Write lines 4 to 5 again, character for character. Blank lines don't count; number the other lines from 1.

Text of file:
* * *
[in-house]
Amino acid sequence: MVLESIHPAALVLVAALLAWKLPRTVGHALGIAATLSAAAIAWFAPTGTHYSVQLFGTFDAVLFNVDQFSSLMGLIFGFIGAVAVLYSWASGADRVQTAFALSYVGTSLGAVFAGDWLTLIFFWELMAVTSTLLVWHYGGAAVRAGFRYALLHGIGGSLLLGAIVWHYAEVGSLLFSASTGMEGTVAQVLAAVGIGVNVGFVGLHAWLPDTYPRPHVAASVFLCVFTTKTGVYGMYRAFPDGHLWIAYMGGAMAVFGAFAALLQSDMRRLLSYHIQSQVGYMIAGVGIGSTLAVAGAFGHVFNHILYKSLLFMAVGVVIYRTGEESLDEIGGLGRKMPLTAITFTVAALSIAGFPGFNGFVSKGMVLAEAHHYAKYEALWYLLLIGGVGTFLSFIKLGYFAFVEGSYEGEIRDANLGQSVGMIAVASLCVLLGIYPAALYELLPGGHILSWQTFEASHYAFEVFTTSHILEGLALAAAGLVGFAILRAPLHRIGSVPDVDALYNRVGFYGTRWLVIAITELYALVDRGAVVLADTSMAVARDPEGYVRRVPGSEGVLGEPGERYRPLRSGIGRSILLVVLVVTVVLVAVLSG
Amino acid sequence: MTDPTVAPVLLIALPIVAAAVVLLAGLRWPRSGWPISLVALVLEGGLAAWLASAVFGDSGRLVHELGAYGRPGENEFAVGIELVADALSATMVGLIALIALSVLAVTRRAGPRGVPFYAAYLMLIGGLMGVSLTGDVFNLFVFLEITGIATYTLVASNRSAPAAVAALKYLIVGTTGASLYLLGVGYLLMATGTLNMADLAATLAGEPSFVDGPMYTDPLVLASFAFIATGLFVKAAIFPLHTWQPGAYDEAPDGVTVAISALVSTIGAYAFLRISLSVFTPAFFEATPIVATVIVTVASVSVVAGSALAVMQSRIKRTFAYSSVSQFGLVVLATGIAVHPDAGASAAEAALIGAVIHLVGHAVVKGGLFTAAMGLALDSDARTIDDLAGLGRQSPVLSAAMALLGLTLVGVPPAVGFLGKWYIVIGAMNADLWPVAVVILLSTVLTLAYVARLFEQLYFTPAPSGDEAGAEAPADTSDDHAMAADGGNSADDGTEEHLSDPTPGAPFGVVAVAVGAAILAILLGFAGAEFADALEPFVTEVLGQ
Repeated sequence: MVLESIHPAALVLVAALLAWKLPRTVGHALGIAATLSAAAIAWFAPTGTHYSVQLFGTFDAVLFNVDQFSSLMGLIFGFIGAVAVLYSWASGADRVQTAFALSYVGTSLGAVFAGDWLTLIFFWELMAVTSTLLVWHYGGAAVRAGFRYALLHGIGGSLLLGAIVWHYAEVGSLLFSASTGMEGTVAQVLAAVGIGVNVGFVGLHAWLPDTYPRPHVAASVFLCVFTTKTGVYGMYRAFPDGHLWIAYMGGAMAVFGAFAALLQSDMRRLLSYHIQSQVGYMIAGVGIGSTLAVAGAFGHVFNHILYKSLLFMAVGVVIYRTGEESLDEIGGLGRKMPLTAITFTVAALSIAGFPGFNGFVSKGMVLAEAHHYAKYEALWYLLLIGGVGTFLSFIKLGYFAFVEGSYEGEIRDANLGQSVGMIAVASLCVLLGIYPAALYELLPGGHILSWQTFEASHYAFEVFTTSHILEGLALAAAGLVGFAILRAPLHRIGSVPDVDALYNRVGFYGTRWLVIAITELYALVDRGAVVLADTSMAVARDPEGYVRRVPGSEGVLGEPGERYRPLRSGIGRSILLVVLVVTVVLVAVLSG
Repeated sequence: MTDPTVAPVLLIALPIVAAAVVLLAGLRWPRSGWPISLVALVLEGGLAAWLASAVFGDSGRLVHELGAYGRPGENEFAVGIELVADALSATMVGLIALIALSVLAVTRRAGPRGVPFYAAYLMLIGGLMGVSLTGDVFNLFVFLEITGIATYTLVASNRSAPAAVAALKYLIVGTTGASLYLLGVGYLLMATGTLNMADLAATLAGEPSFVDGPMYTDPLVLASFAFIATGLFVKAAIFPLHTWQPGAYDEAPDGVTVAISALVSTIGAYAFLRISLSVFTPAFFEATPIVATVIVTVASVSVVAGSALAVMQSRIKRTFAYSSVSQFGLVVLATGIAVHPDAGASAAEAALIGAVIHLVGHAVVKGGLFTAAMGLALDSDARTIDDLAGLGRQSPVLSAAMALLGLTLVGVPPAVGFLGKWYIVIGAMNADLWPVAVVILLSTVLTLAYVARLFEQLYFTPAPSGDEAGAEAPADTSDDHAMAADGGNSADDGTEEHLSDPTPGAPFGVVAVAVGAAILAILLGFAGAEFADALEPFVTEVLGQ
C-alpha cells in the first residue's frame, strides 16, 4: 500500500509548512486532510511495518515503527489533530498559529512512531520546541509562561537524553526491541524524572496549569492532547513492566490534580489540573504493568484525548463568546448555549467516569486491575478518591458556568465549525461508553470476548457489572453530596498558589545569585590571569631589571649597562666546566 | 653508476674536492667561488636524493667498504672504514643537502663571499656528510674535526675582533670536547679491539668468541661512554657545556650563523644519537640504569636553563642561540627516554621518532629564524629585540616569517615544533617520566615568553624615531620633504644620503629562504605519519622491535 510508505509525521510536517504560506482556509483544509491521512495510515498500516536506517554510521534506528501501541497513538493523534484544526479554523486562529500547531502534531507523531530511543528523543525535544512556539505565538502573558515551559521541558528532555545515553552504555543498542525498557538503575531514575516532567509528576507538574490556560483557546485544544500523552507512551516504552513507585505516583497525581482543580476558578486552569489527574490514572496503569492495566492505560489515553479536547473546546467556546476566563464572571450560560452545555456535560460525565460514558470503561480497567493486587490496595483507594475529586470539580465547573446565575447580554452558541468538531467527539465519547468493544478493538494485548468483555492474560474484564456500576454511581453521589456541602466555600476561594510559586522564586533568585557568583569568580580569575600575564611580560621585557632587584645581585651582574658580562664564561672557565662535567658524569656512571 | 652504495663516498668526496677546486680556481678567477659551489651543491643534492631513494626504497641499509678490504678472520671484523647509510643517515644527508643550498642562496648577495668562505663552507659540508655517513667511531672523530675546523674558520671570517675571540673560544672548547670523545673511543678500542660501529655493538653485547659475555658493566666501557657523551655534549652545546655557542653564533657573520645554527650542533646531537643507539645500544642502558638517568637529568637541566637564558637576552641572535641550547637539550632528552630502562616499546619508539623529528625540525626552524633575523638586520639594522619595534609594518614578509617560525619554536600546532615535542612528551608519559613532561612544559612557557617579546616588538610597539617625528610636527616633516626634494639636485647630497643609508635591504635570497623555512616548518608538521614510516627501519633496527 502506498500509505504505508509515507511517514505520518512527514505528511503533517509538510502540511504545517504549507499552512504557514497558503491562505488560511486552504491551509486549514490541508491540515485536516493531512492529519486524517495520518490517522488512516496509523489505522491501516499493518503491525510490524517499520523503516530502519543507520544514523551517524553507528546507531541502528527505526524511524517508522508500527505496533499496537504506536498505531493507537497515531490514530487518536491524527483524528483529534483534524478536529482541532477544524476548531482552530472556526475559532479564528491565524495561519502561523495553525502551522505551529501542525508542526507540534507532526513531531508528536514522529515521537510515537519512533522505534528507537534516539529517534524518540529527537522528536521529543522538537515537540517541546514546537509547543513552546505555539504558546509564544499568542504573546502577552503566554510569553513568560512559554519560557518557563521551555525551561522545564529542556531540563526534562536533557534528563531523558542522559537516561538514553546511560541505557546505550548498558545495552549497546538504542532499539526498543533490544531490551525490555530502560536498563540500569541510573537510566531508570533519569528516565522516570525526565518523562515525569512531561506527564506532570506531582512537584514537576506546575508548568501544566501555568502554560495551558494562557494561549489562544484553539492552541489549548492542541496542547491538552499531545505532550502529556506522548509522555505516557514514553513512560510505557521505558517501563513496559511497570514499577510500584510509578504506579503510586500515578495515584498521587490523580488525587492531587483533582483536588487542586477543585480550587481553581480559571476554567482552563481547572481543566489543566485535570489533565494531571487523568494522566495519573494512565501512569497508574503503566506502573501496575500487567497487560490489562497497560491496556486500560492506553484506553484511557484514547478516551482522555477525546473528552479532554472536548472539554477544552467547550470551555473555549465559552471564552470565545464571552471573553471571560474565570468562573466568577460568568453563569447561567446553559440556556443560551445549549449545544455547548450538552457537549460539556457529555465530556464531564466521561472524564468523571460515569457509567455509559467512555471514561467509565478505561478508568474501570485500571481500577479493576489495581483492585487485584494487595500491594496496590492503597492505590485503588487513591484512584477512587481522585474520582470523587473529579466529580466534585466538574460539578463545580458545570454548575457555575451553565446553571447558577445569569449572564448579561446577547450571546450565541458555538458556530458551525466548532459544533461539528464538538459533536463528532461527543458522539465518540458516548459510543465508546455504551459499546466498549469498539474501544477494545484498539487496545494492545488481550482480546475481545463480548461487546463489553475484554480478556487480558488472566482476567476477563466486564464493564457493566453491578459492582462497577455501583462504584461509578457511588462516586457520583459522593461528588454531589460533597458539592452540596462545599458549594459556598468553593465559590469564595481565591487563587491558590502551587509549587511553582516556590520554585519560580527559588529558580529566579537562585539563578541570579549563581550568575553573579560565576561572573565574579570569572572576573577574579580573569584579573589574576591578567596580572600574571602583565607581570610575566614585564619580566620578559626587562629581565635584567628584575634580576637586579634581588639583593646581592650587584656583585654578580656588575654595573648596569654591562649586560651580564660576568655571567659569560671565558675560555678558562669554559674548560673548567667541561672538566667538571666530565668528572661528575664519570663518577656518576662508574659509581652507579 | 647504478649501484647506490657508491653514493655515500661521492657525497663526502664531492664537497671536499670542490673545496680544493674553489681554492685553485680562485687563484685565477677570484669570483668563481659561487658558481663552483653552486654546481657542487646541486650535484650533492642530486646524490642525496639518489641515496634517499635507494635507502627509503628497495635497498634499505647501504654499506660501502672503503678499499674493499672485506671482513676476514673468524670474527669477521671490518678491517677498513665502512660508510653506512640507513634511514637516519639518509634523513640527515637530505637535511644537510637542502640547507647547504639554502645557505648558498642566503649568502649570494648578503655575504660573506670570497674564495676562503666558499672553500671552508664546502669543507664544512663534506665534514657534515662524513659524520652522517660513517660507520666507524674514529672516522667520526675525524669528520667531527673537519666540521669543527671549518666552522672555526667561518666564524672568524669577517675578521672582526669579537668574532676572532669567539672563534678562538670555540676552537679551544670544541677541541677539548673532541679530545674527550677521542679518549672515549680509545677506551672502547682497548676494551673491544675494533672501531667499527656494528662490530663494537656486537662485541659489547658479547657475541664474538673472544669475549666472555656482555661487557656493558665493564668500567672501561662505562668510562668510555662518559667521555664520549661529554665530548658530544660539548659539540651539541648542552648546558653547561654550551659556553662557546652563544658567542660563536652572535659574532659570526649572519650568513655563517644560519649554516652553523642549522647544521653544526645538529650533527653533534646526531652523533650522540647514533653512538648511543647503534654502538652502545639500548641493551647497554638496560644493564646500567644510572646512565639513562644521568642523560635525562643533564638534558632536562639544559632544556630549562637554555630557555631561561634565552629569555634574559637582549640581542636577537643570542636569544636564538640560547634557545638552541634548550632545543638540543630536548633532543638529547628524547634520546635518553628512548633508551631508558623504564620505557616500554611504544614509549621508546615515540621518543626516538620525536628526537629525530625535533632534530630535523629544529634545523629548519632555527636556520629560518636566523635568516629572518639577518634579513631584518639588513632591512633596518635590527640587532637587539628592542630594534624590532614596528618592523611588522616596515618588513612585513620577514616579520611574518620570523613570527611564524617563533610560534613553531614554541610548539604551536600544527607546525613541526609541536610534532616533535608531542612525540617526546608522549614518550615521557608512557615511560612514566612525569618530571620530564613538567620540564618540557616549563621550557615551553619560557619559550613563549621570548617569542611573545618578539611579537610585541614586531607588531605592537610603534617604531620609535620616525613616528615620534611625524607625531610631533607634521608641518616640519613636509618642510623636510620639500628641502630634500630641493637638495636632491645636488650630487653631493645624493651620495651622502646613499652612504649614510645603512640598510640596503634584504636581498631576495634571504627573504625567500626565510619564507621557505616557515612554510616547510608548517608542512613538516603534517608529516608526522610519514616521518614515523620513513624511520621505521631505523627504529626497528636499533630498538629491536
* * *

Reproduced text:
Repeated sequence: MVLESIHPAALVLVAALLAWKLPRTVGHALGIAATLSAAAIAWFAPTGTHYSVQLFGTFDAVLFNVDQFSSLMGLIFGFIGAVAVLYSWASGADRVQTAFALSYVGTSLGAVFAGDWLTLIFFWELMAVTSTLLVWHYGGAAVRAGFRYALLHGIGGSLLLGAIVWHYAEVGSLLFSASTGMEGTVAQVLAAVGIGVNVGFVGLHAWLPDTYPRPHVAASVFLCVFTTKTGVYGMYRAFPDGHLWIAYMGGAMAVFGAFAALLQSDMRRLLSYHIQSQVGYMIAGVGIGSTLAVAGAFGHVFNHILYKSLLFMAVGVVIYRTGEESLDEIGGLGRKMPLTAITFTVAALSIAGFPGFNGFVSKGMVLAEAHHYAKYEALWYLLLIGGVGTFLSFIKLGYFAFVEGSYEGEIRDANLGQSVGMIAVASLCVLLGIYPAALYELLPGGHILSWQTFEASHYAFEVFTTSHILEGLALAAAGLVGFAILRAPLHRIGSVPDVDALYNRVGFYGTRWLVIAITELYALVDRGAVVLADTSMAVARDPEGYVRRVPGSEGVLGEPGERYRPLRSGIGRSILLVVLVVTVVLVAVLSG
Repeated sequence: MTDPTVAPVLLIALPIVAAAVVLLAGLRWPRSGWPISLVALVLEGGLAAWLASAVFGDSGRLVHELGAYGRPGENEFAVGIELVADALSATMVGLIALIALSVLAVTRRAGPRGVPFYAAYLMLIGGLMGVSLTGDVFNLFVFLEITGIATYTLVASNRSAPAAVAALKYLIVGTTGASLYLLGVGYLLMATGTLNMADLAATLAGEPSFVDGPMYTDPLVLASFAFIATGLFVKAAIFPLHTWQPGAYDEAPDGVTVAISALVSTIGAYAFLRISLSVFTPAFFEATPIVATVIVTVASVSVVAGSALAVMQSRIKRTFAYSSVSQFGLVVLATGIAVHPDAGASAAEAALIGAVIHLVGHAVVKGGLFTAAMGLALDSDARTIDDLAGLGRQSPVLSAAMALLGLTLVGVPPAVGFLGKWYIVIGAMNADLWPVAVVILLSTVLTLAYVARLFEQLYFTPAPSGDEAGAEAPADTSDDHAMAADGGNSADDGTEEHLSDPTPGAPFGVVAVAVGAAILAILLGFAGAEFADALEPFVTEVLGQ